An' the colonel broke 'is sword acrost, an' cried. 

We was rotten 'fore we started — we was never 
discipli?ie(l ; 
We made it out a favour if an order was obeyed ; 
Yes, every little drummer 'ad 'is rights an' wrongs 
to mind, 
So we had to pay for teachin' — an' we paid ! 

The papers 'id it 'andsorae, but you know the Army 
knows ; 
We was p; t to groomin' camels till the regiments 
withdrew. 

An' they gave us each a medal for subduin' Eng- 
land's foes, 

An' I 'ope you like my song — because it 's true ! 

A71 there ain't no chorus 'ere to give, 

Nor there ain't no band to plajj ; 
But I ?vi.sh I was dead 'Jbi-e I dofie what I did, 

Or seen what I seed that day ! 



'THE MEN THAT FOUGHT AT MINDEN' 

A SONG OF INSTRUCTION 

The men that fought at Minden^ they was rookies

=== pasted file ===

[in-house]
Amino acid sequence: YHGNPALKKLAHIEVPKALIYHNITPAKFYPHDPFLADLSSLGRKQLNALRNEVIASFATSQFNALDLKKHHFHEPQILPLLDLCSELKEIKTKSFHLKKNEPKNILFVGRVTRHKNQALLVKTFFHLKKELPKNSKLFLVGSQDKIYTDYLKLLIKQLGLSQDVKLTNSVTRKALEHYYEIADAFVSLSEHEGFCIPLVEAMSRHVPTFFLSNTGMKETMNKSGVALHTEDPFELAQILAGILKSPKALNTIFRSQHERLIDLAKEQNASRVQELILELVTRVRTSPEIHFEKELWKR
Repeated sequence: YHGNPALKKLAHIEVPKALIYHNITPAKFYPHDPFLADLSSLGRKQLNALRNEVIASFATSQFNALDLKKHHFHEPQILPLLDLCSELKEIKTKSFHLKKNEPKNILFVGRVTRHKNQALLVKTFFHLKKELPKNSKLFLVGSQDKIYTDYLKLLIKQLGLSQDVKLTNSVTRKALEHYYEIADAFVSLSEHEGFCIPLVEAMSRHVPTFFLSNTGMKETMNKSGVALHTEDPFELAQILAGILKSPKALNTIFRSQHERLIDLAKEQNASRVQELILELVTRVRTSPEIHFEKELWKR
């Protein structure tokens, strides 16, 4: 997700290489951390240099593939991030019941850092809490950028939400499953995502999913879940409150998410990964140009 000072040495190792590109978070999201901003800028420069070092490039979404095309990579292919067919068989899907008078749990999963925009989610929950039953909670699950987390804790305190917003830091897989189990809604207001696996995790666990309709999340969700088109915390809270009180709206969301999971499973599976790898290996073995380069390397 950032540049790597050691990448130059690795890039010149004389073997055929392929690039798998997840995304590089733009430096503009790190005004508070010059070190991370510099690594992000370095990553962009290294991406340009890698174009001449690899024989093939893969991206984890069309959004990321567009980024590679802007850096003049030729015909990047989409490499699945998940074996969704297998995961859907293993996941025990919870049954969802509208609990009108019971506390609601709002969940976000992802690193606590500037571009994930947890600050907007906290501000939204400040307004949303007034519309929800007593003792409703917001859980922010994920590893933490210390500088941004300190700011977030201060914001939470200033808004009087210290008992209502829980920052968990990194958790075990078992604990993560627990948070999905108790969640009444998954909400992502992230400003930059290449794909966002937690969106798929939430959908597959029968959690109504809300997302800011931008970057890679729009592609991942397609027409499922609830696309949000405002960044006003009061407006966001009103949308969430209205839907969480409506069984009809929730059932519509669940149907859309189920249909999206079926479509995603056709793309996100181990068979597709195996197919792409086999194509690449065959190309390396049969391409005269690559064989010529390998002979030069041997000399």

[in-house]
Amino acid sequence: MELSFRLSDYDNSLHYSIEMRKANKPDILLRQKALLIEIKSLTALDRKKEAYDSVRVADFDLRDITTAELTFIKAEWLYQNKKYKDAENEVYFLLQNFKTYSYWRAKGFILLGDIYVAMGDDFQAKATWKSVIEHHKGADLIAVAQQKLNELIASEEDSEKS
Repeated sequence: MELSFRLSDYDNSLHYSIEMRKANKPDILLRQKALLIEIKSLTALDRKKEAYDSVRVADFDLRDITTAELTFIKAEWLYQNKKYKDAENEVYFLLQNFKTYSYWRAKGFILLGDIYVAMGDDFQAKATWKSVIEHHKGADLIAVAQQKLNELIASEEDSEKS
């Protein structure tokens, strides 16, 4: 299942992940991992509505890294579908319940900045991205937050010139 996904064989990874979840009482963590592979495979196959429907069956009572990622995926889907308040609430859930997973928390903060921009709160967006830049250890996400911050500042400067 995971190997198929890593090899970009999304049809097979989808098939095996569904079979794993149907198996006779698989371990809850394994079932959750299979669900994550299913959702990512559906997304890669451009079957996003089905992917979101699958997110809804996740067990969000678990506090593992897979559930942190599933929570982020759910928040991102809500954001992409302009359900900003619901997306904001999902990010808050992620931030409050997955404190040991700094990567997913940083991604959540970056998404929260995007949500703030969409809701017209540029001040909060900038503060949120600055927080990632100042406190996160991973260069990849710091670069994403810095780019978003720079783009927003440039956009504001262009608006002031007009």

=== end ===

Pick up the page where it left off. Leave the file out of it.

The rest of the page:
in their time — 
So was them that fought at Waterloo ! 
All the 'ole command^ yuss, from Minden to Mai- 
wand, 
They was once dam' sweeps like you ! 

Then do not he discouraged, ' Eaveii is your ' elper. 

We'll learn you not to forget ; 
An you mustn't swear an curse, or you'll only catch 
it worse. 

For we 'II make you soldiers yet ! 

The men that fought at Minden, they 'ad stocks 
beneath their chins, 
Six inch 'igh an' more ; 

182 



'THE MEN THAT FOUGHT AT MINDEN' 183 

But fatigue it was their pride, and they ivould not 
be denied 
To clean the cook-'ouse floor. 

The men that fought at Minden, they had anarch- 
istic bombs 
Served to 'em by name of 'and-grenades ; 
But they got it in the eye (same as you will by 
an' by) 
When they clubbed their field-parades. 

The men that fought at Minden, they 'ad buttons 
up an' down, 
Two-an'-twenty dozen of 'em told ; 
But they didn't grouse an' shirk at an hour's extry 
work. 
They kept 'em bright as gold.